In an effort to increase the online security at Yale, the IT team introduced two-factor authentication with an online opt-in process for all its 20,000+ community members. The UX team was in charge of creating, designing, and testing the portal that allows users to opt-in for DUO Everywhere.
This was on the same team as the Yale Single Sign-On project. In fact, this effort was a part of that project. However, this mini-project was spawned and produced in a 2 week period where all hands were on deck and the UX work encapsulated the entirety of my work hours.
Yale was spearheading an effort to improve the online security of the Yale community by introducing two-factor authentication. The issue presented was that most users have used the DUO platform before in a very limited capacity, but we are now forcing them to use it potentially on an everyday basis. The backend technology of this was already set in place, but the security team at Yale reached out to the UX team in regards to the rollout process.
The team was aware of the situation that most of our users are now going to be subject to a slight annoyance whenever they have to log into a Yale-supported application. The team wanted to minimize any possible pain points that the user could run into during this transition period. Another difficult aspect of this effort was the timeframe, we were given a small window of a month to create, test, and ideate a solution to help this issue.
Initially, the team was considering a rollout plan that included putting the Yale community into groups and slowly adding a group at a time into this new security plan. This would essentially force the user into this new experience, then they would get an email explaining what is going to change for them. Instead, the UX team recommended an opt-in system where users would be flagged for opt-in eligibility where they can go to a website, read about what two-factor authentication is, and opt-in themselves.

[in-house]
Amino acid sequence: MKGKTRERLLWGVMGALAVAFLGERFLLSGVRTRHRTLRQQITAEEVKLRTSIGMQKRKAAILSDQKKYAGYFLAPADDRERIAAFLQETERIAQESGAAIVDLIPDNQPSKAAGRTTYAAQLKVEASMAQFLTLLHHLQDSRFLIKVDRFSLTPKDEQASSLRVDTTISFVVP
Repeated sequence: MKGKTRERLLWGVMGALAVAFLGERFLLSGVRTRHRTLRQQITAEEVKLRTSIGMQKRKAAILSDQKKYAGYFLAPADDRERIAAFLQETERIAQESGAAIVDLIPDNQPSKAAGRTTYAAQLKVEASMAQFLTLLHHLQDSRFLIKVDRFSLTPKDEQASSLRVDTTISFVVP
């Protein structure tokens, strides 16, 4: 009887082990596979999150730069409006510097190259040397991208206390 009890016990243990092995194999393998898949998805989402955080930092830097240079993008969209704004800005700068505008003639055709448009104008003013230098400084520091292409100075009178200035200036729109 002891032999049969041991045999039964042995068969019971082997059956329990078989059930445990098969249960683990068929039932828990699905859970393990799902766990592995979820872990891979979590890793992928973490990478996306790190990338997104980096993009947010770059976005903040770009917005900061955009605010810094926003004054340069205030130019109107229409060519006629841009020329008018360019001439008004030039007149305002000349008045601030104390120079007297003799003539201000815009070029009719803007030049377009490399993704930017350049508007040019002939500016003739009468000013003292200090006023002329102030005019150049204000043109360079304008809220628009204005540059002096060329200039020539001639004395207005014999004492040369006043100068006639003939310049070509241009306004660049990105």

This opt-in system allowed the user to go at their own pace, give them the opportunity to learn about two-factor authentication and why it is important to the university, and feel empowered opting in themselves rather than being forced into a new system.
Admittedly, two-factor authentication isn't a light topic. We understood the task at hand and attempted to create an experience that a user could scan the page and gain a high level of understanding of what their future holds. We utilized the 5 W’s method which involved what to expect, when will I get prompted, why does this need to happen, and what do I do if I need help?
The opt-in process had a few outcomes depending on the user’s account, which was determined by the back-end system. The UX team made it very clear in our designs that we wanted to make sure the user knew where they were in the process of opting in. As stated in Nielsen Norman 10 Usability Heuristics, the visibility of the system status was important to show to the user. This allowed the user to understand where they are in the process and determine what their next steps are. As shown in the image, we designed our progress meter at the top of the screen to outline the three-step process of opting into DUO.
We learned very quickly that there would be a few different paths for our users based on their past experience, current devices added, and status of opt-in eligibility. To make sure we catch all of our use cases, we created a user flow.
Due to the fact that users in the Yale community have used the DUO system in the past on a much smaller scale, they would possibly already have devices added. In the event that users might want to change or add new devices to make their experience easier, we decided to have the DUO account management page embedded into the review stage (step 2) of the opt-in process.
One issue we ran into was the possibility of a user only having their landline as their DUO device. From a UX perspective, we viewed this as a red flag. With the new experience of having the user needing to use DUO in a bigger capacity, the UX team felt that users should not rely on one landline to authenticate every time they log in to applications. To address this, we recommended a back-end check to see if users fell into this group. We specifically addressed the need to add another device and included recommended user setups that had options that did not include landlines as their primary device.
On the final screen of the opt-in application, we added a user feedback survey where our users rated their experience 1-5 stars and had a text field to provide any additional comments.
Rating: 4.6 Average
Word cloud of feedback:
"Since the launch of DUO Opt-in in 2020, our instances of people using compromised NetIDs have dropped to zero." - Jeremy Rosenberg - Interim Chief Information Security Officer - Yale ITS